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Help and advice for Gloucestershire: Tobacco growing in the Cotswolds

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Tobacco Growing in the Vale of Evesham,
Winchcombe and District,
and John Stratford.
By Gerald H. Stratford.

CHAPTER 8.

This is regarding a Privy Council Petition, made by John Stratford Esquire, a Gentleman and Salter of London, and dated 1626.

By the King's Protection, in the year 1623, John Stratford Esquire, he sowed four hundred and two acres of Flax, and kept in work, two hundred people, about Winchcombe, in County Gloucestershire, to their great relief, and his great profit. This, plus the sale of his London Goods, enabled him to pay eight thousand pounds off of his Debts,

The Royal Protection, ended in April 1624, and John Stratford, has since by the extremity of Creditors, compelled to leave that course, his house, and all other possessions, for that employment, being taken from him. This decay just happened, therefore, restraint on growing tobacco, after he had planted the first one hundred acres, and provided for further planting, to his great charge. He used the Protection from His Majesty, to pay off his Debts, and paid a further eight hundred pounds. He hereto, set down the Particular of the whole Estate, in an Affidavit, and offered it to his Creditors, which they refused to accept.

Therefore, John Stratford, Esquire, asked for another years Royal Protection, so that he could get in his Debts, and proceed with the growing of Flax, to pay the rest of his Debts, and relieve his wife, and children, who otherwise, are like to perish, and also, to relieve the poor inhabitants in these parts, where he hath began to work, for which purpose, he hath provided seed, which by longer keeping, will be lost. He promises at the end of the year, that he will Account for all the Debts, he is able to discharge.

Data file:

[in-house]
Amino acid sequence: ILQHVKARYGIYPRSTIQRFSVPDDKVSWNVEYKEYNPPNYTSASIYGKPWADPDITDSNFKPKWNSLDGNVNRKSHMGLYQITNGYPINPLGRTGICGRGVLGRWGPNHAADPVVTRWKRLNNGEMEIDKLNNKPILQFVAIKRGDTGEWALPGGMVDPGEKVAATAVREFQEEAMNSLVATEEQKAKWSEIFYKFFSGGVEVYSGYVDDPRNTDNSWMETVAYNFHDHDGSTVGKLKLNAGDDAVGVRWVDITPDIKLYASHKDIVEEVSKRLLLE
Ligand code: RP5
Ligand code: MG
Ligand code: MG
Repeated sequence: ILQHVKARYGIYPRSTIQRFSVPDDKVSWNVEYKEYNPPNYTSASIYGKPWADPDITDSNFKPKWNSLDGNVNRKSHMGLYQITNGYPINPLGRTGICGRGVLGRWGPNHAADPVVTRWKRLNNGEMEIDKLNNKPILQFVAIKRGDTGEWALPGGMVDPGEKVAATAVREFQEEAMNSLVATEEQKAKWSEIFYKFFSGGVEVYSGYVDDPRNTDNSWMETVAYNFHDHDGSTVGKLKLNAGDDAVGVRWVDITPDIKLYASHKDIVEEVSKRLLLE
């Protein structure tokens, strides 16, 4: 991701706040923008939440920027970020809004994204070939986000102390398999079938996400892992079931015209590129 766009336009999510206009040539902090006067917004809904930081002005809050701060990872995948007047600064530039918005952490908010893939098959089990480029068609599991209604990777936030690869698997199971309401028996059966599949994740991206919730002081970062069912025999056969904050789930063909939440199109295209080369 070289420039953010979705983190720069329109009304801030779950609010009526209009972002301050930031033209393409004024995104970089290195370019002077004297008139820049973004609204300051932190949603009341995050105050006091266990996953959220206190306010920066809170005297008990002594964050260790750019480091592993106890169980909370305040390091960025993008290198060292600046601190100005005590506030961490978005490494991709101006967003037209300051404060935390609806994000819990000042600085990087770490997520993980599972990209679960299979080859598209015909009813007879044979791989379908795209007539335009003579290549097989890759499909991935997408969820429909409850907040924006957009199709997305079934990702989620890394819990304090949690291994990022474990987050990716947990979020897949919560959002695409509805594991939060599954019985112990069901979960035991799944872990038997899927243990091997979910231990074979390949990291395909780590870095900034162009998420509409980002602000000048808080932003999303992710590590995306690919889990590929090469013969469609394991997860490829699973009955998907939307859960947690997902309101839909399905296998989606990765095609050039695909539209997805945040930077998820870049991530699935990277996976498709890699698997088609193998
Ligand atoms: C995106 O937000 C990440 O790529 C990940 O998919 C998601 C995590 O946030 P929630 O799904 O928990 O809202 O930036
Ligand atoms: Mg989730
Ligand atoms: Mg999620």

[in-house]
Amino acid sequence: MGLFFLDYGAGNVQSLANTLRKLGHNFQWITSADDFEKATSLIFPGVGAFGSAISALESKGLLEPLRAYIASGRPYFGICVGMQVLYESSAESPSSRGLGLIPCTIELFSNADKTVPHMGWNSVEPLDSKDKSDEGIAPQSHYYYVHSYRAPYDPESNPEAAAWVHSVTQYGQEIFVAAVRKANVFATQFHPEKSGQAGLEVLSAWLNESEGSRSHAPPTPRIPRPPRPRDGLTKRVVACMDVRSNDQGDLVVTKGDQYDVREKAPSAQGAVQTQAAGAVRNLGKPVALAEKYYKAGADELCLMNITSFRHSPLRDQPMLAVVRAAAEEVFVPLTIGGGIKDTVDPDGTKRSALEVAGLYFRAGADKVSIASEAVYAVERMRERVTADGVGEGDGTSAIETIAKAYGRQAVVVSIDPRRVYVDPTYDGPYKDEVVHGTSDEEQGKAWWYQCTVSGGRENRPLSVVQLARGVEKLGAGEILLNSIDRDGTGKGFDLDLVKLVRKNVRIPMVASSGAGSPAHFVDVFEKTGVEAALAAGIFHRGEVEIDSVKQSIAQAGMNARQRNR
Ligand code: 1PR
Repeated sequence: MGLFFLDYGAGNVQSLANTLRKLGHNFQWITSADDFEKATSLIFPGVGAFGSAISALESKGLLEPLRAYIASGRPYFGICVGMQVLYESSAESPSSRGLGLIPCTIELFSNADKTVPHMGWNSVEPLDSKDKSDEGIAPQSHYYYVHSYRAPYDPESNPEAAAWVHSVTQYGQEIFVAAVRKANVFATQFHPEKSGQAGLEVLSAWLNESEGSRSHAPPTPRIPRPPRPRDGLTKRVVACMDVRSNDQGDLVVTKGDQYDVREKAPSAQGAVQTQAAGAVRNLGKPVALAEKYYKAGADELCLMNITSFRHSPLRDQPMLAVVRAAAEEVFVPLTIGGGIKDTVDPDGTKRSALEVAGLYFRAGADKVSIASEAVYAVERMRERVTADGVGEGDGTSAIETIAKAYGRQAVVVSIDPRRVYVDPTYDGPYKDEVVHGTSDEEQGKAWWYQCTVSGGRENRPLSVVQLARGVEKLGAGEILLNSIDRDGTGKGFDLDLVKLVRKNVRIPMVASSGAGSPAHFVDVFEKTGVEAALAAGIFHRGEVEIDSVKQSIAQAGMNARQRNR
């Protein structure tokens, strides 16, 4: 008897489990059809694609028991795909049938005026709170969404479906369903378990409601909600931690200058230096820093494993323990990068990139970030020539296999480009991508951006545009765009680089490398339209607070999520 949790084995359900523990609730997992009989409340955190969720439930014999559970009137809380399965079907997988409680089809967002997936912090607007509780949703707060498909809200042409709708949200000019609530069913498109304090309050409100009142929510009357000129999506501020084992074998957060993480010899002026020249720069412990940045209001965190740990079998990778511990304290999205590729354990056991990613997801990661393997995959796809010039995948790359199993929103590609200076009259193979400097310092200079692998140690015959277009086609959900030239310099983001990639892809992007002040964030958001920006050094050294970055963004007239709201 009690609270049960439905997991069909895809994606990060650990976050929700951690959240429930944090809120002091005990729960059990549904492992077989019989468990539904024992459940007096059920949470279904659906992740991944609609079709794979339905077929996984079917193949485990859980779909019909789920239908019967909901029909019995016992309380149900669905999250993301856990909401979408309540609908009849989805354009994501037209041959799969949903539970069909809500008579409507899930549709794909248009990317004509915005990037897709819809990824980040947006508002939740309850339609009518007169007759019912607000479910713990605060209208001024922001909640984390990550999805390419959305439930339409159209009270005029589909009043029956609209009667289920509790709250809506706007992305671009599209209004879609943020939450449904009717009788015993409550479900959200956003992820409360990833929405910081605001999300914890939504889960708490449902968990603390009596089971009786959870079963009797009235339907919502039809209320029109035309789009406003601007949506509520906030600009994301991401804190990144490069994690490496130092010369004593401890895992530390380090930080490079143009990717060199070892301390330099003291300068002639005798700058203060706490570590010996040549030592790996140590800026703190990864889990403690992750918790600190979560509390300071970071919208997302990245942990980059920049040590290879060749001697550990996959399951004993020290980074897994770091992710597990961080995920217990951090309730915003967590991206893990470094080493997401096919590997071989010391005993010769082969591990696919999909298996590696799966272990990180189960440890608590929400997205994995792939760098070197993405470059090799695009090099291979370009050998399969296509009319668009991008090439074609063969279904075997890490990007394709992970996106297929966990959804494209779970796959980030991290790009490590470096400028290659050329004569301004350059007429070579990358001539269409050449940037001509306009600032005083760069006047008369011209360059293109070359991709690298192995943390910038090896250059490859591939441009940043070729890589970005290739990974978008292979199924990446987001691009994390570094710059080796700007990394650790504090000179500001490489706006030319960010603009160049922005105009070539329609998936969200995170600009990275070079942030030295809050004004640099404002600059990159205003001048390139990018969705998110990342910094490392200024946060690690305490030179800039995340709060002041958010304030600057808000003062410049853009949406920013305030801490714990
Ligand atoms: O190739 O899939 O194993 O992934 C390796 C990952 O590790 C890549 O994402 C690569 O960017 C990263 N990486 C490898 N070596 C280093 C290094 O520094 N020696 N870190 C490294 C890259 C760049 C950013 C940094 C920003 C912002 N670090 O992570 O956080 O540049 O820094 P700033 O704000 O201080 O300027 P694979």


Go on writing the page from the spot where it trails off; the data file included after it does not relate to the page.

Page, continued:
14th of March 1626/7.

I, John Hooker, of London, Gentleman, aged thirty years, Make Oath, that two years ago, John Stratford, Esquire, late Citizen and Salter of London, having draw a Particular of his Estate, in the Debts he owed, and were owing him, and made Oath before Sir Robert Rich, one of the Masters in Chancery. John Stratford Esquire, retained John Hooker, to make offer of his whole Estate, in the said Particular Auditors, or, if they should not accept thereof, towards the Debts, to mediate, with his Creditors, for a Letter of Licence, for some time, to be granted to him.

John Hooker, tendered this Particular to the Chief Creditors, who refused to meddle therewith. John Hooker then asked for a Letter of Licence, which they likewise denied him. Lastly, John Stratford, Esquire, being warned with the Restraint of Liberty, willed John Hooker, to declare to his Creditors, his willingness, to submit himself to any Cause, though it were to a Commission of Bankruptcy, so his Creditors might have what Estate he had, amongst them, and it might not be wasted by his Restraint, and his not being able to Recover and Manage it. But his Creditors, have not taken any action to give Liberty to John Stratford Esquire.
This Document is signed by Sir Robert Rich.

Then follows the following Testimony.